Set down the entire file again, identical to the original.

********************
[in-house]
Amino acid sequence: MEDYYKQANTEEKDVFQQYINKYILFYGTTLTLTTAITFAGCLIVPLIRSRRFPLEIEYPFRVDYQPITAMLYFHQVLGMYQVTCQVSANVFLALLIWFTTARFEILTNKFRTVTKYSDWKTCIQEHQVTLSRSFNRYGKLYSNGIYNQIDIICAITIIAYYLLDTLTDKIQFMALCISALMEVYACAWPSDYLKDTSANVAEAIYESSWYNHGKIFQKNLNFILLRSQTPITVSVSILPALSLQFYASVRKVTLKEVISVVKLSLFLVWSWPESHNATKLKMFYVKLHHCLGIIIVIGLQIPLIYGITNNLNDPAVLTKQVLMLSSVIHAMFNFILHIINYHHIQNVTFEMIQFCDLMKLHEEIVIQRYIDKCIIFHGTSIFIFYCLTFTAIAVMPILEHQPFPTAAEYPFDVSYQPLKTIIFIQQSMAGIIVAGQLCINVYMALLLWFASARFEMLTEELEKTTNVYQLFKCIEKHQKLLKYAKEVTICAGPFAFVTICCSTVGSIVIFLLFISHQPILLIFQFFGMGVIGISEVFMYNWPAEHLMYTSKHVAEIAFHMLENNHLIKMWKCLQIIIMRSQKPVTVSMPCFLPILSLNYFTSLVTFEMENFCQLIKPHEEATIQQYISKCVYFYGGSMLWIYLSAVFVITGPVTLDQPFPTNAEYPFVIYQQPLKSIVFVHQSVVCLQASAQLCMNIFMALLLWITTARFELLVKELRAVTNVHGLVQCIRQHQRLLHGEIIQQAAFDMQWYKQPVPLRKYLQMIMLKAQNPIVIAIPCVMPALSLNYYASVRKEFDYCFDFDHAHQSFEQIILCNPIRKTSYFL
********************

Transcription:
[in-house]
Amino acid sequence: MEDYYKQANTEEKDVFQQYINKYILFYGTTLTLTTAITFAGCLIVPLIRSRRFPLEIEYPFRVDYQPITAMLYFHQVLGMYQVTCQVSANVFLALLIWFTTARFEILTNKFRTVTKYSDWKTCIQEHQVTLSRSFNRYGKLYSNGIYNQIDIICAITIIAYYLLDTLTDKIQFMALCISALMEVYACAWPSDYLKDTSANVAEAIYESSWYNHGKIFQKNLNFILLRSQTPITVSVSILPALSLQFYASVRKVTLKEVISVVKLSLFLVWSWPESHNATKLKMFYVKLHHCLGIIIVIGLQIPLIYGITNNLNDPAVLTKQVLMLSSVIHAMFNFILHIINYHHIQNVTFEMIQFCDLMKLHEEIVIQRYIDKCIIFHGTSIFIFYCLTFTAIAVMPILEHQPFPTAAEYPFDVSYQPLKTIIFIQQSMAGIIVAGQLCINVYMALLLWFASARFEMLTEELEKTTNVYQLFKCIEKHQKLLKYAKEVTICAGPFAFVTICCSTVGSIVIFLLFISHQPILLIFQFFGMGVIGISEVFMYNWPAEHLMYTSKHVAEIAFHMLENNHLIKMWKCLQIIIMRSQKPVTVSMPCFLPILSLNYFTSLVTFEMENFCQLIKPHEEATIQQYISKCVYFYGGSMLWIYLSAVFVITGPVTLDQPFPTNAEYPFVIYQQPLKSIVFVHQSVVCLQASAQLCMNIFMALLLWITTARFELLVKELRAVTNVHGLVQCIRQHQRLLHGEIIQQAAFDMQWYKQPVPLRKYLQMIMLKAQNPIVIAIPCVMPALSLNYYASVRKEFDYCFDFDHAHQSFEQIILCNPIRKTSYFL